The perception of a brand is affected by numerous factors. Advertising, PR exposure, customer service, retail availability, price and so on. There is one archaic form of marketing that persists, even in our modern advertising landscape:
Bubbly, attractive, often blonde, tanned, and usually scantily clad, the promo girl is an interesting marketing tool. At a one-to-one level, the promo girl creates an immediate image for the brand. Playful, friendly, cool, sexy, young and carefree are the kind of buzzwords frequently associated with the promo girl, and by association, the brand.
However, is this the perception actually held by the consumer (normally struggling to keep his eyes above the promo girl’s neckline), or is it just the perception held by the Marketing Director? Is the promo girl helping or hurting the brand?
The goal of using a promo girl is to employ a form of value shorthand. To look young, hot and carefree, hire ‘brand ambassadors’ who embody these traits. It’s a tried and tested strategy, and in many areas (such as car racing) it works extremely well.
Where it goes wrong
In marketing, we talk about targeting. Defining a target audience is an exhaustive process of research and focus groups, product testing and so on. For example: 18-30 year old tech savvy men and women who live in the inner city and earn between $60k-$90k. This is akin to a spotter for a sniper, picking targets based on a variety of factors such as risk assessment, collateral damage, wind speed, exposure and so on. An effective spotter will clearly define the target, the sniper will carefully aim and fire his shot (message) to hit the target.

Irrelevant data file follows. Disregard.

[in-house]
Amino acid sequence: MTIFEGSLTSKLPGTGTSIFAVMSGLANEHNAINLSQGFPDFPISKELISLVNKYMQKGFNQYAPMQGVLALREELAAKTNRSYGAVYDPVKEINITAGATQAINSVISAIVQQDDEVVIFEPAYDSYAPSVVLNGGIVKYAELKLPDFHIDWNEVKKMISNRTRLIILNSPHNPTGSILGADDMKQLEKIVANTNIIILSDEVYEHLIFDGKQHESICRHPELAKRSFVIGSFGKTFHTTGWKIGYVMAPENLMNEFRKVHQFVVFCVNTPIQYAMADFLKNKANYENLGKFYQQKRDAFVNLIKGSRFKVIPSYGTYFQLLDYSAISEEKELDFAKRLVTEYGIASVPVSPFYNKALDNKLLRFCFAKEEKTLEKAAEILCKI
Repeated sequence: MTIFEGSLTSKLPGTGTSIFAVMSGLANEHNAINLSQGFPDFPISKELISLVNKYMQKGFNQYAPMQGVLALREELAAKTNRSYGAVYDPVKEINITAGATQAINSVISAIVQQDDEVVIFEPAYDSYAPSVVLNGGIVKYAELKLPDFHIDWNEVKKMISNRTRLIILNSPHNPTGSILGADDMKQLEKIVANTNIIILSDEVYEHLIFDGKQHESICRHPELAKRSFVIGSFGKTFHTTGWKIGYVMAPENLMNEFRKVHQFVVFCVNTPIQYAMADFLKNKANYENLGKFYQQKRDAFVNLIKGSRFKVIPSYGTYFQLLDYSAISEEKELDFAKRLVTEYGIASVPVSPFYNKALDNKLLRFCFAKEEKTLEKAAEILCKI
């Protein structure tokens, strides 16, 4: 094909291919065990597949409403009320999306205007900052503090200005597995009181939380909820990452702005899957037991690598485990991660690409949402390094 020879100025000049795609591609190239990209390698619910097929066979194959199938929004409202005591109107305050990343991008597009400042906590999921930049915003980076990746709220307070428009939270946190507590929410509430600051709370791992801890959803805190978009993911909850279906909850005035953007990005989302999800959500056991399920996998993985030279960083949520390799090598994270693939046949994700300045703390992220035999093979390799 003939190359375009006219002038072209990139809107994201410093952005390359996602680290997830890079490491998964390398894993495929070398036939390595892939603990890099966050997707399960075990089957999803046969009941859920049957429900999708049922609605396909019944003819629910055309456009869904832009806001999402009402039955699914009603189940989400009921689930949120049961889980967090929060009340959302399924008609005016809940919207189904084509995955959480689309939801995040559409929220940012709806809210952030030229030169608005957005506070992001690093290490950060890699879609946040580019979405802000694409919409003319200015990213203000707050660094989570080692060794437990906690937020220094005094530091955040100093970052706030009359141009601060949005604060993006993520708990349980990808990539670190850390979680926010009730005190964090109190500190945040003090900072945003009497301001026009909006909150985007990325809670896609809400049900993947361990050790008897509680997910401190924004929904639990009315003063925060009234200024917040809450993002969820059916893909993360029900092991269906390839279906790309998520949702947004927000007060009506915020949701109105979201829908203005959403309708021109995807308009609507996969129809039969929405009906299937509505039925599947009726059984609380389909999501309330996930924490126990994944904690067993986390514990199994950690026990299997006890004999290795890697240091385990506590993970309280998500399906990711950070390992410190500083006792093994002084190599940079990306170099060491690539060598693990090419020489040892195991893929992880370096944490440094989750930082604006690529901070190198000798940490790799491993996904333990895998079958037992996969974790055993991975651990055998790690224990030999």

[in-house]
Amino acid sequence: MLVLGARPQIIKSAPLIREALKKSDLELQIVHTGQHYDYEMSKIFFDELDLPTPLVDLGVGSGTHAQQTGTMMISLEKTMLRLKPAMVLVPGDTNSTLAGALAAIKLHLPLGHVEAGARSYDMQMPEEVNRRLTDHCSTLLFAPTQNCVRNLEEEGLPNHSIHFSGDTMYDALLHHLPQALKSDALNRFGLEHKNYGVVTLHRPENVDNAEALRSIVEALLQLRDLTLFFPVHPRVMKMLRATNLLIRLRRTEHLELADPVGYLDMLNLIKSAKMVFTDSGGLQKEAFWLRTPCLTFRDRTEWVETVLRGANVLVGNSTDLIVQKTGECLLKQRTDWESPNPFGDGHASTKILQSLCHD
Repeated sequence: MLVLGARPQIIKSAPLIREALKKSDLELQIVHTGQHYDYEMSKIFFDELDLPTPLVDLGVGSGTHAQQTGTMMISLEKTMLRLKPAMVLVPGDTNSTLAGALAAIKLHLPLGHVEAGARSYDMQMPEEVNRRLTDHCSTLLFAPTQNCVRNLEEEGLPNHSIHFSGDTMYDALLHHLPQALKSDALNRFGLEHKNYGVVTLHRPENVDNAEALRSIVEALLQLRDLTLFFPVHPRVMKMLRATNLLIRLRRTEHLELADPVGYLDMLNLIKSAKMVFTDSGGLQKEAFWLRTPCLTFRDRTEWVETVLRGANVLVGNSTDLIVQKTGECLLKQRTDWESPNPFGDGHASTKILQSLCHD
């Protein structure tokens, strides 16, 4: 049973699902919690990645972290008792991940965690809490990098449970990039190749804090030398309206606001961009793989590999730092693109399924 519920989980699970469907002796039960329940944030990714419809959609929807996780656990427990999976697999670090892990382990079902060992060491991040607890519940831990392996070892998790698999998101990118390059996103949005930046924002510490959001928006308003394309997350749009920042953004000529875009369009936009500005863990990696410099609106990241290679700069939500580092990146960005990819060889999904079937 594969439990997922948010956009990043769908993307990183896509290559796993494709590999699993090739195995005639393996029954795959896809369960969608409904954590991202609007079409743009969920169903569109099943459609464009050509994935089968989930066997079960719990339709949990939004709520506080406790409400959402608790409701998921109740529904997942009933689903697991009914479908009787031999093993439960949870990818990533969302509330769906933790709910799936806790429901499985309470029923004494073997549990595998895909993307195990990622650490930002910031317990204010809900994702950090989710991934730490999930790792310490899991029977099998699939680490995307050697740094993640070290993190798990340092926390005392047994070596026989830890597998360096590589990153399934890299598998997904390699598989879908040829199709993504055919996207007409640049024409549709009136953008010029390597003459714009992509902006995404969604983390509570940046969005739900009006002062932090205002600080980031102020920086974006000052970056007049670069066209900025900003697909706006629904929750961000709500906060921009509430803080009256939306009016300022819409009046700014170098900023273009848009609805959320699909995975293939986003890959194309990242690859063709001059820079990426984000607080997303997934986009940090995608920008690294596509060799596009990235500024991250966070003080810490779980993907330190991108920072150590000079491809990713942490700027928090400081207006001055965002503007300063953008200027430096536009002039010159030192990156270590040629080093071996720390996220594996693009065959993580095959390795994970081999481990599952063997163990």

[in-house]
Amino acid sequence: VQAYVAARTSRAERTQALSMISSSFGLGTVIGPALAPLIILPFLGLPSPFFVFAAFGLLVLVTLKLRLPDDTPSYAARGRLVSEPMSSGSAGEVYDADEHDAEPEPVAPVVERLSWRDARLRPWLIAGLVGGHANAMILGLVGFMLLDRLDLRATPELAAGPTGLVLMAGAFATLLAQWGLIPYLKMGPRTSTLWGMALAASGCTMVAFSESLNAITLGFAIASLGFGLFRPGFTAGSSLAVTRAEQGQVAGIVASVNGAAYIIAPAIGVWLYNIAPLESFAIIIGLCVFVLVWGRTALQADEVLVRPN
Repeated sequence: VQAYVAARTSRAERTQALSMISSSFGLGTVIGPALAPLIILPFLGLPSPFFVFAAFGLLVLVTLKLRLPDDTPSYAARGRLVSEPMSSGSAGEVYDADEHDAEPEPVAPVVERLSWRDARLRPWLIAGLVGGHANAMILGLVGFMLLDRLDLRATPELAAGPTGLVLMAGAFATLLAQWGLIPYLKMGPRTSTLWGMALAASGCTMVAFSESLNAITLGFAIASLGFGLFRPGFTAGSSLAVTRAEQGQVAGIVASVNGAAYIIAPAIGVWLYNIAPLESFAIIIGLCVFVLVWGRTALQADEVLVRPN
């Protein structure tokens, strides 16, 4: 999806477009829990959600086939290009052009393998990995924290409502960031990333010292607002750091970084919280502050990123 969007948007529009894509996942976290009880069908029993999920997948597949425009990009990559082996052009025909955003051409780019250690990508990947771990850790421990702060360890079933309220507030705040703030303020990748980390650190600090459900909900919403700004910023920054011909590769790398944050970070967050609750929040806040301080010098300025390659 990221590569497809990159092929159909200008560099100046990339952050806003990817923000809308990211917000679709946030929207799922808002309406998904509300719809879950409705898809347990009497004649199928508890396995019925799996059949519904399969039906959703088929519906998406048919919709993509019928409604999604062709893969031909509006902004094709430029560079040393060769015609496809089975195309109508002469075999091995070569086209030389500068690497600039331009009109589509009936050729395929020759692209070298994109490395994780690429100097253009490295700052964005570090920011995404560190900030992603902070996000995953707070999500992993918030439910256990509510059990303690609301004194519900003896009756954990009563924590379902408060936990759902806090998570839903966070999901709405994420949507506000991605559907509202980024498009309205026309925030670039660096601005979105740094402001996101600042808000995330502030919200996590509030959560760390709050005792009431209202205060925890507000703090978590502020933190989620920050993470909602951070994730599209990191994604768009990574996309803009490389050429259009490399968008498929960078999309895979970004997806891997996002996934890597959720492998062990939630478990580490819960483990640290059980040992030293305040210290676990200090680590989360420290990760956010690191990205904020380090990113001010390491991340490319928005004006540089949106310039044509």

A promo girl is a sawn-off shotgun from four feet away.
It is a blunt, obvious and imprecise messaging device. They work, but only for a very specific type of target audience.
Does sex actually sell?
Sex (or lust, eroticism, etc) is simply an emotive device, like sadness, joy, humour, anger and disgust. It’s just used to communicate a message. The message can be emotional, rational, or a mixture of both. If the brand’s values are closely tied with this emotion, then sex can absolutely help sell them. Fashion, lingerie, perfume and so on. However, if a brand’s values are not associated with sex, or the connection seems forced (see GoDaddy) then it can actually have a detrimental effect on the perception of the brand with the consumer.
The man on the street (it’s almost never a woman)
The most interesting example of the usage of promo girls is in street charity workers. You know the ones. Attractive, 20-something girls in a too tight T-shirt and oversized straw hat, attempting to get you to stop and hopefully hand over your bank account details for their charity. Is this an effective use of the promo girl communication device?
One one hand, you could argue that it is. The average guy is more likely to stop for a smiling attractive girl than anyone else. It’s simple biology. However, taking a step back, there are other factors to consider.
- Are they an effective spokesperson for the brand?
- Are the guys who stop more or less likely to donate?
- Is the perceived validity of the cause lessened, because of the use of such obvious sales methods?
- Does a mildly sexist approach to marketing cause women to think less of the brand by association?
- Is the ‘street pitch’ method of fundraising helping or hurting the brand in the long term?
An ad-savvy market demands more
During the 50s and 60s – the ‘golden age’ of advertising – a sexy girl could be used to sell everything from washing detergent to insurance. But the average consumer is more informed, intelligent and has more choice than ever before. They expect more.
So, let’s do away with the tired, sexist trope of the promo girl, and create real value in our brands.